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There is much debate today about the prevalence of PFAS (per- and polyfluoroalkyl substances) in groundwater, the potential health effects of exposure to PFAS in groundwater, and the development of groundwater cleanup standards by the USEPA and state environmental protection departments. Less talked about (at least in the news media) is subject to remediation. Despite the end of the “forever” label, can these chemicals be effectively remedied in-situ in groundwater?
Answering this question may be aided by a remediation pilot study being conducted at a PFAS site in East and West Rockhill Townships, Bucks County, Pennsylvania – the Ridge Run PFAS site. Ridge Run became a state superfund site (under Pennsylvania’s Hazardous Sites Cleanup Act (“HSCA”), 35 PS §§ 6020.102-6020.1303) in 2016 when a combined concentration of PFOA (perfluorooctanoic acid) and PFOS (perfluorooctane sulfonate) exceeded the U.S. The Environmental Protection Agency’s (EPA) then-current Health Advisory Level (HAL) (70 parts per trillion) was detected in a public water supply well.
Although it has been reported that one source (if not the source) of PFAS at Ridge Run may have been the use of PFAS-containing firefighting foam to extinguish a local tire fire in 1986, the Pennsylvania Department of Environmental Protection (DEP) has not yet pursued enforcement against any alleged responsible parties. Therefore, DEP has self-funded the soil and groundwater investigation and is funding both the installation and maintenance of filtration systems for private properties served by impacted drinking water wells. In addition, DEP is funding a pilot project involving the injection of the Regenesis product known as PlumeStop® into the contaminated aquifer.
As described by PaDEP, the goal of the pilot study is to determine the effectiveness of PlumeStop® in creating “a permeable, underground barrier that will allow groundwater to flow through it, but not PFOA and PFOS.”
As described by Regenesis, PlumeStop® is a “liquid colloidal activated carbon” that “effectively transforms the contaminated groundwater stream itself into a purifying filter.” In simplest terms, the product, after being injected into the groundwater, is designed to act as a sponge in the soil to which PFAS “sticks” as PFAS-contaminated groundwater moves through the injection area.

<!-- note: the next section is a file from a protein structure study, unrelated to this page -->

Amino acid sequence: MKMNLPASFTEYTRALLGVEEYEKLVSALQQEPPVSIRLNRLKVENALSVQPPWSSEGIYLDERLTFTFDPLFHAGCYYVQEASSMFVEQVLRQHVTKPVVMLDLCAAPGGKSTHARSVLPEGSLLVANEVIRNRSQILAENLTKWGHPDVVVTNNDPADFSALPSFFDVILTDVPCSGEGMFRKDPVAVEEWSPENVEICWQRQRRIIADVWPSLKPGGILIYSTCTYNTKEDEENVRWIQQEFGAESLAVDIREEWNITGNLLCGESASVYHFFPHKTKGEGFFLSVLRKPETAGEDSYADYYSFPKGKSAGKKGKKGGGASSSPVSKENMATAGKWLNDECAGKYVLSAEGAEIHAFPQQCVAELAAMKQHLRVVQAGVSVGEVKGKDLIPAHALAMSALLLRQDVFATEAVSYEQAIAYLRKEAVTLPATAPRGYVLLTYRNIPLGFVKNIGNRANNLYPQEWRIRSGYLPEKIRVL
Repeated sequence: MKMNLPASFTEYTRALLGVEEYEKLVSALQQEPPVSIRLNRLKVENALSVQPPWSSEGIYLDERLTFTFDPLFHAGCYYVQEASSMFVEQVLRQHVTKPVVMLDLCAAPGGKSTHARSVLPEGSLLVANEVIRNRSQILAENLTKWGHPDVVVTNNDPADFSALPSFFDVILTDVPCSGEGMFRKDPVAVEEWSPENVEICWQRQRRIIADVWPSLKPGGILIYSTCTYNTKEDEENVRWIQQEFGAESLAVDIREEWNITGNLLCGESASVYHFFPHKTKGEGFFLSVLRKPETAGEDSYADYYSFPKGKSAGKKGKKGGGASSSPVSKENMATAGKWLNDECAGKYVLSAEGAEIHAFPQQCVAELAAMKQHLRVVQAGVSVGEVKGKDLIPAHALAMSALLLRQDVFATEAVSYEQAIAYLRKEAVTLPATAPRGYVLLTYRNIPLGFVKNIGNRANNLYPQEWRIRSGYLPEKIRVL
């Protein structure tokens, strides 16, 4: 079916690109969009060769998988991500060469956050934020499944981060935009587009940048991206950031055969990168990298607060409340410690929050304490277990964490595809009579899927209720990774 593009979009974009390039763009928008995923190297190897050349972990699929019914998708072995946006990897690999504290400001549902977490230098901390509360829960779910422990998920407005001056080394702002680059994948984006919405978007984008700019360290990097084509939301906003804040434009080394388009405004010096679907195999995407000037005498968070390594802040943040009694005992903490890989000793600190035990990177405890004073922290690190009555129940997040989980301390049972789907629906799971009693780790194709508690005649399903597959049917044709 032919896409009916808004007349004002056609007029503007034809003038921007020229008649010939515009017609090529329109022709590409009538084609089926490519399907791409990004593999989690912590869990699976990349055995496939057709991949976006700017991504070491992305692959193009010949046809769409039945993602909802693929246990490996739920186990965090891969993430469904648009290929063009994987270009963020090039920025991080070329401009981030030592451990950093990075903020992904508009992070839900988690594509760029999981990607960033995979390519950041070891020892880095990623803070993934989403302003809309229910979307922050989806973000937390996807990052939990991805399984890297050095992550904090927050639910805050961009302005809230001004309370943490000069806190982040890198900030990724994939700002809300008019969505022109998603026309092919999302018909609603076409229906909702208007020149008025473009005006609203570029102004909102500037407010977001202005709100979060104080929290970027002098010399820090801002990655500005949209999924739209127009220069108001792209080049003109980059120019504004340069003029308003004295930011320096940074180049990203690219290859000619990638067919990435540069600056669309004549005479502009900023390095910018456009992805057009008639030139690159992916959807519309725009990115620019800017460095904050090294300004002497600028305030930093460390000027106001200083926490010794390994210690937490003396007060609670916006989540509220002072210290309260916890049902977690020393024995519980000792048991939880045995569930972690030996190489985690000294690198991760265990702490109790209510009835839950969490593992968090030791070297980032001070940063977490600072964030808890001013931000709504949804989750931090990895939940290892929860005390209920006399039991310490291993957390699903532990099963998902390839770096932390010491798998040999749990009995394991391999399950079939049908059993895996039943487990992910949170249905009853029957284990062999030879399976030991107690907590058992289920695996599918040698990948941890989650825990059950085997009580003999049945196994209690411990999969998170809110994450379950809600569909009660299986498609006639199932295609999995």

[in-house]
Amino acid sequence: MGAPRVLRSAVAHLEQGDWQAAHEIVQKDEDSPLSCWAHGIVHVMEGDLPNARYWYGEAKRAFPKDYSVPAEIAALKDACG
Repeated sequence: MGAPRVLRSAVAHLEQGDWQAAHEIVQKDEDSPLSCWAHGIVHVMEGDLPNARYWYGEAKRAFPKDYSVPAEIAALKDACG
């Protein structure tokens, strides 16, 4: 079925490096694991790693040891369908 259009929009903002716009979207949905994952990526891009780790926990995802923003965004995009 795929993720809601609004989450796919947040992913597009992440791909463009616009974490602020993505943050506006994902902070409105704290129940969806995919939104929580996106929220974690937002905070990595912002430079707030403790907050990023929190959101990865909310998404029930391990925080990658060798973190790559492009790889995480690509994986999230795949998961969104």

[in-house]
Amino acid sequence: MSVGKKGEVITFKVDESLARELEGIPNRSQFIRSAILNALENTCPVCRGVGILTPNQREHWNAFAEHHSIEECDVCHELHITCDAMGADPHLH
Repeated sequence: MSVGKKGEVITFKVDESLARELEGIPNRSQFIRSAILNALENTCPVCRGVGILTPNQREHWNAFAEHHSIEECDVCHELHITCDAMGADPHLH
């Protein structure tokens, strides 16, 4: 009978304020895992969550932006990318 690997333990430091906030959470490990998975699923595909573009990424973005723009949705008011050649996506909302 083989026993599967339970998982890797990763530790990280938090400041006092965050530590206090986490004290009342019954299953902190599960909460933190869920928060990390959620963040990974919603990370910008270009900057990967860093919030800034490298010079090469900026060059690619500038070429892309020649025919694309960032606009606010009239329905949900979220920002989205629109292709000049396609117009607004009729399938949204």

Perhaps most notably, when it approved the injection of PlumeStop® at the Ridge Run Site, the EPA announced what amounted to a near-approval of the product: “PlumeStop® Liquid Activated Carbon is an innovative groundwater cleanup technology designed to rapidly remove and permanently degrade groundwater contaminants . Once pollutants are sorbed onto the regenerative matrix of PlumeStop®, biodegradation processes achieve complete remediation at an accelerated rate.” The EPA also stated, “Based on the information provided, we do not believe that the proposed injection will cause an adverse impact on groundwater.”
PlumeStop® was injected into the groundwater at the Ridge Run Site in April 2021. DEP has stated that “
As with all remediation treatment technologies, site-specific conditions, the design of the treatment approach and a number of other factors can affect the degree of success, both in the short and long term. Ridge Run is not the first site where PlumeStop® has been used, and other sites (as well as other products and technologies) will be closely monitored. But given the maturity of the Ridge Run Pilot test (approaching two years since injection), this site should be instructive to those focused on cleaning up PFAS-contaminated groundwater.
Disclaimer: This warning has been prepared and published for informational purposes only and is not offered, nor should it be construed as legal advice. For more information, please see the company’s full disclaimer.
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